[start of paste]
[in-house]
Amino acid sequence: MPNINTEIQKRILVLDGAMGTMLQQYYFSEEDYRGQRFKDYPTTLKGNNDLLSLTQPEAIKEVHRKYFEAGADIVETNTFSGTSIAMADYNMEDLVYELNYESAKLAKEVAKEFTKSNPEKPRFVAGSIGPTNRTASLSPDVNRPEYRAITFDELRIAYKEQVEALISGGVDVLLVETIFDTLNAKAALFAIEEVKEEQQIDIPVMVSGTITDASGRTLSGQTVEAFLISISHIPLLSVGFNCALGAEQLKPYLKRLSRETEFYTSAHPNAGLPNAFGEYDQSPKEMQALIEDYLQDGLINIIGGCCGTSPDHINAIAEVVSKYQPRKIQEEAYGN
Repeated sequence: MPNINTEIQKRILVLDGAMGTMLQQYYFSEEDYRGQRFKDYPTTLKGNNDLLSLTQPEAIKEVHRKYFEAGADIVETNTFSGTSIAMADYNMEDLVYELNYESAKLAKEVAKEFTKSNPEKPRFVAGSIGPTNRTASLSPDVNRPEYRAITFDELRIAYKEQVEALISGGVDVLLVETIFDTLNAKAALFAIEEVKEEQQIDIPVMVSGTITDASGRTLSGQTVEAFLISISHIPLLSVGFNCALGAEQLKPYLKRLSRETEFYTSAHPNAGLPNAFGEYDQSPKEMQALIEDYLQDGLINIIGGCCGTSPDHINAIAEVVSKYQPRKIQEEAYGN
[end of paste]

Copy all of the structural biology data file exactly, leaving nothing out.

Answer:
[in-house]
Amino acid sequence: MPNINTEIQKRILVLDGAMGTMLQQYYFSEEDYRGQRFKDYPTTLKGNNDLLSLTQPEAIKEVHRKYFEAGADIVETNTFSGTSIAMADYNMEDLVYELNYESAKLAKEVAKEFTKSNPEKPRFVAGSIGPTNRTASLSPDVNRPEYRAITFDELRIAYKEQVEALISGGVDVLLVETIFDTLNAKAALFAIEEVKEEQQIDIPVMVSGTITDASGRTLSGQTVEAFLISISHIPLLSVGFNCALGAEQLKPYLKRLSRETEFYTSAHPNAGLPNAFGEYDQSPKEMQALIEDYLQDGLINIIGGCCGTSPDHINAIAEVVSKYQPRKIQEEAYGN
Repeated sequence: MPNINTEIQKRILVLDGAMGTMLQQYYFSEEDYRGQRFKDYPTTLKGNNDLLSLTQPEAIKEVHRKYFEAGADIVETNTFSGTSIAMADYNMEDLVYELNYESAKLAKEVAKEFTKSNPEKPRFVAGSIGPTNRTASLSPDVNRPEYRAITFDELRIAYKEQVEALISGGVDVLLVETIFDTLNAKAALFAIEEVKEEQQIDIPVMVSGTITDASGRTLSGQTVEAFLISISHIPLLSVGFNCALGAEQLKPYLKRLSRETEFYTSAHPNAGLPNAFGEYDQSPKEMQALIEDYLQDGLINIIGGCCGTSPDHINAIAEVVSKYQPRKIQEEAYGN